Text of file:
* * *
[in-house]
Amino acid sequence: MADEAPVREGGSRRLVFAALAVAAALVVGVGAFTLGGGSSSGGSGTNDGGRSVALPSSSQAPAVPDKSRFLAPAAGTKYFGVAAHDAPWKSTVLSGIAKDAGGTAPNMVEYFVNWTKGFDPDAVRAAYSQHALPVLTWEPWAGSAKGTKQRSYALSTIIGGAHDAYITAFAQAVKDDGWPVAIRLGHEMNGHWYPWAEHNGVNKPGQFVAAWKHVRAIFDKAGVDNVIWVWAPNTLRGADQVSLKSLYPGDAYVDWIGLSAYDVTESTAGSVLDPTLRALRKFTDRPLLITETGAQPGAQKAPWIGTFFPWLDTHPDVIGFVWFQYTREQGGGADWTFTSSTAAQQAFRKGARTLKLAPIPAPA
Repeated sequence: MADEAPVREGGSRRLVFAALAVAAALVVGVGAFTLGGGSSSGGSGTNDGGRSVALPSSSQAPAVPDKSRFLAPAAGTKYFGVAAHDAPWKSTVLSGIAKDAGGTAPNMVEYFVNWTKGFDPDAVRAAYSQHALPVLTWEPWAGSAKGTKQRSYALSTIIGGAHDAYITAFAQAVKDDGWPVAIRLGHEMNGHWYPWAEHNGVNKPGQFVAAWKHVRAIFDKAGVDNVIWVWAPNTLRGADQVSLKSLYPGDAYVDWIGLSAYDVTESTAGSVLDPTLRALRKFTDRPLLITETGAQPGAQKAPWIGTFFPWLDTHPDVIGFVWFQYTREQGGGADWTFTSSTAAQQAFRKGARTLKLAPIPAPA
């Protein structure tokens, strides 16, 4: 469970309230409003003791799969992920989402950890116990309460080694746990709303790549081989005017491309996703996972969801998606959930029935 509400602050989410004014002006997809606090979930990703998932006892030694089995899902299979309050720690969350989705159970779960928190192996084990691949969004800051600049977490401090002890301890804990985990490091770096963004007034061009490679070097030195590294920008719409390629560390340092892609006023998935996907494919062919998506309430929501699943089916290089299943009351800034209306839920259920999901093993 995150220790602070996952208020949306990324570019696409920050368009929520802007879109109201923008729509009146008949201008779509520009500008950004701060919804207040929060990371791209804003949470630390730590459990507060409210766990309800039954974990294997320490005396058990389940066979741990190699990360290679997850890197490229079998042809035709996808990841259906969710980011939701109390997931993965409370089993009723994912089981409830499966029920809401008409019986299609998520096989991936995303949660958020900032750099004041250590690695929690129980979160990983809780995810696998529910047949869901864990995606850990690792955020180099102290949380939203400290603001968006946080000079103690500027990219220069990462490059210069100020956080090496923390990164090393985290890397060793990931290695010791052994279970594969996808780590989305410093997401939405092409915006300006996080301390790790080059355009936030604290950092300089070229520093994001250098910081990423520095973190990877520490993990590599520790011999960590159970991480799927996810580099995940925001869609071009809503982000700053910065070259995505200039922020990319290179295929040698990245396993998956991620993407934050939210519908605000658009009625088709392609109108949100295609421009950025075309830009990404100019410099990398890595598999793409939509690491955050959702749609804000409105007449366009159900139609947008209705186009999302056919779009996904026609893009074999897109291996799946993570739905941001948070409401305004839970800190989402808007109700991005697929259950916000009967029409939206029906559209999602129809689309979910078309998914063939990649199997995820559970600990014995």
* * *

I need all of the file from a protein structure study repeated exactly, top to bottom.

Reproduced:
[in-house]
Amino acid sequence: MADEAPVREGGSRRLVFAALAVAAALVVGVGAFTLGGGSSSGGSGTNDGGRSVALPSSSQAPAVPDKSRFLAPAAGTKYFGVAAHDAPWKSTVLSGIAKDAGGTAPNMVEYFVNWTKGFDPDAVRAAYSQHALPVLTWEPWAGSAKGTKQRSYALSTIIGGAHDAYITAFAQAVKDDGWPVAIRLGHEMNGHWYPWAEHNGVNKPGQFVAAWKHVRAIFDKAGVDNVIWVWAPNTLRGADQVSLKSLYPGDAYVDWIGLSAYDVTESTAGSVLDPTLRALRKFTDRPLLITETGAQPGAQKAPWIGTFFPWLDTHPDVIGFVWFQYTREQGGGADWTFTSSTAAQQAFRKGARTLKLAPIPAPA
Repeated sequence: MADEAPVREGGSRRLVFAALAVAAALVVGVGAFTLGGGSSSGGSGTNDGGRSVALPSSSQAPAVPDKSRFLAPAAGTKYFGVAAHDAPWKSTVLSGIAKDAGGTAPNMVEYFVNWTKGFDPDAVRAAYSQHALPVLTWEPWAGSAKGTKQRSYALSTIIGGAHDAYITAFAQAVKDDGWPVAIRLGHEMNGHWYPWAEHNGVNKPGQFVAAWKHVRAIFDKAGVDNVIWVWAPNTLRGADQVSLKSLYPGDAYVDWIGLSAYDVTESTAGSVLDPTLRALRKFTDRPLLITETGAQPGAQKAPWIGTFFPWLDTHPDVIGFVWFQYTREQGGGADWTFTSSTAAQQAFRKGARTLKLAPIPAPA
């Protein structure tokens, strides 16, 4: 469970309230409003003791799969992920989402950890116990309460080694746990709303790549081989005017491309996703996972969801998606959930029935 509400602050989410004014002006997809606090979930990703998932006892030694089995899902299979309050720690969350989705159970779960928190192996084990691949969004800051600049977490401090002890301890804990985990490091770096963004007034061009490679070097030195590294920008719409390629560390340092892609006023998935996907494919062919998506309430929501699943089916290089299943009351800034209306839920259920999901093993 995150220790602070996952208020949306990324570019696409920050368009929520802007879109109201923008729509009146008949201008779509520009500008950004701060919804207040929060990371791209804003949470630390730590459990507060409210766990309800039954974990294997320490005396058990389940066979741990190699990360290679997850890197490229079998042809035709996808990841259906969710980011939701109390997931993965409370089993009723994912089981409830499966029920809401008409019986299609998520096989991936995303949660958020900032750099004041250590690695929690129980979160990983809780995810696998529910047949869901864990995606850990690792955020180099102290949380939203400290603001968006946080000079103690500027990219220069990462490059210069100020956080090496923390990164090393985290890397060793990931290695010791052994279970594969996808780590989305410093997401939405092409915006300006996080301390790790080059355009936030604290950092300089070229520093994001250098910081990423520095973190990877520490993990590599520790011999960590159970991480799927996810580099995940925001869609071009809503982000700053910065070259995505200039922020990319290179295929040698990245396993998956991620993407934050939210519908605000658009009625088709392609109108949100295609421009950025075309830009990404100019410099990398890595598999793409939509690491955050959702749609804000409105007449366009159900139609947008209705186009999302056919779009996904026609893009074999897109291996799946993570739905941001948070409401305004839970800190989402808007109700991005697929259950916000009967029409939206029906559209999602129809689309979910078309998914063939990649199997995820559970600990014995």